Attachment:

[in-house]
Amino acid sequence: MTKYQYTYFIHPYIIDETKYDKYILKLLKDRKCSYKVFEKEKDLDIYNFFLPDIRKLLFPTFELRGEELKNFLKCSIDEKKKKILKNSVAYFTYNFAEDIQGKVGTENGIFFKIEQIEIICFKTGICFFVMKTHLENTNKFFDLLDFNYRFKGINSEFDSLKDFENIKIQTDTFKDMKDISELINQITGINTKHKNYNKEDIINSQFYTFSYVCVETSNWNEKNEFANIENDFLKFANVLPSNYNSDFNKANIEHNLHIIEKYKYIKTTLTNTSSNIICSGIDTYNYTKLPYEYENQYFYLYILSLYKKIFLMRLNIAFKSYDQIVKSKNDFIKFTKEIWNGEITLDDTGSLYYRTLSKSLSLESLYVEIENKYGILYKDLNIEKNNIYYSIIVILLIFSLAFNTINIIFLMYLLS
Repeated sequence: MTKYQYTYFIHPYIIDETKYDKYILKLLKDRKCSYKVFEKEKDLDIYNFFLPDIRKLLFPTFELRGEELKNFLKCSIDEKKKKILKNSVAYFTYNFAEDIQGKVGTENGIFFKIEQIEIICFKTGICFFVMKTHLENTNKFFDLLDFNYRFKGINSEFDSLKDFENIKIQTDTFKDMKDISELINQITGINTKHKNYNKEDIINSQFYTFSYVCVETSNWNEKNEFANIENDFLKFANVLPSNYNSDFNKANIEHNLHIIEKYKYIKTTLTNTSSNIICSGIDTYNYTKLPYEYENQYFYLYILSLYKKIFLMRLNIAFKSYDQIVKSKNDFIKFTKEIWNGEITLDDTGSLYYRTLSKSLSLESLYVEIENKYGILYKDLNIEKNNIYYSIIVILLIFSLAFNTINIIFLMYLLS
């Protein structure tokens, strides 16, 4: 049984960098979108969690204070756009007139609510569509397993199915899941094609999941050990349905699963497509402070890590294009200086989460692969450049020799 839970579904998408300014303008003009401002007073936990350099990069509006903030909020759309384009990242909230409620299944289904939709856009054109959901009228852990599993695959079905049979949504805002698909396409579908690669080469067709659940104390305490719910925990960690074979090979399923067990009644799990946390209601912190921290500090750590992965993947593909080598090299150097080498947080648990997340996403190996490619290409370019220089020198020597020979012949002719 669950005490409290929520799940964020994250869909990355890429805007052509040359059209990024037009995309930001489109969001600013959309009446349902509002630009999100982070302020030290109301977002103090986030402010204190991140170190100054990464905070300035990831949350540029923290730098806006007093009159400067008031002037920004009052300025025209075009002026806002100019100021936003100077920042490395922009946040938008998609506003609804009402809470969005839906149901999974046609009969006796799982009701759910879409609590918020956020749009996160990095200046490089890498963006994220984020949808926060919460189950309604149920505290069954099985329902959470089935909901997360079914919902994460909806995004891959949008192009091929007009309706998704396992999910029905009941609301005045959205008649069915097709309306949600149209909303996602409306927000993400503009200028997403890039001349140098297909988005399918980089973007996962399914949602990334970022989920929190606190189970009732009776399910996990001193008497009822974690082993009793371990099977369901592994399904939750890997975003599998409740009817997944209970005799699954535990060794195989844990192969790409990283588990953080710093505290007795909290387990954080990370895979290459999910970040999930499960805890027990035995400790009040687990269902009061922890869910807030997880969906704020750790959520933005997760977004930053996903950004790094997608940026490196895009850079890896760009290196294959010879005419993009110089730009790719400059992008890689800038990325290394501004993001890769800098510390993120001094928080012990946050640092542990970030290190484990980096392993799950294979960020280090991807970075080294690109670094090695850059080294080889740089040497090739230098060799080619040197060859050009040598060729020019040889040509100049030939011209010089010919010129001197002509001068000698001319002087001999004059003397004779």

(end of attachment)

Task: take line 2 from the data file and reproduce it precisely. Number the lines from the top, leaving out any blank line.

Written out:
Amino acid sequence: MTKYQYTYFIHPYIIDETKYDKYILKLLKDRKCSYKVFEKEKDLDIYNFFLPDIRKLLFPTFELRGEELKNFLKCSIDEKKKKILKNSVAYFTYNFAEDIQGKVGTENGIFFKIEQIEIICFKTGICFFVMKTHLENTNKFFDLLDFNYRFKGINSEFDSLKDFENIKIQTDTFKDMKDISELINQITGINTKHKNYNKEDIINSQFYTFSYVCVETSNWNEKNEFANIENDFLKFANVLPSNYNSDFNKANIEHNLHIIEKYKYIKTTLTNTSSNIICSGIDTYNYTKLPYEYENQYFYLYILSLYKKIFLMRLNIAFKSYDQIVKSKNDFIKFTKEIWNGEITLDDTGSLYYRTLSKSLSLESLYVEIENKYGILYKDLNIEKNNIYYSIIVILLIFSLAFNTINIIFLMYLLS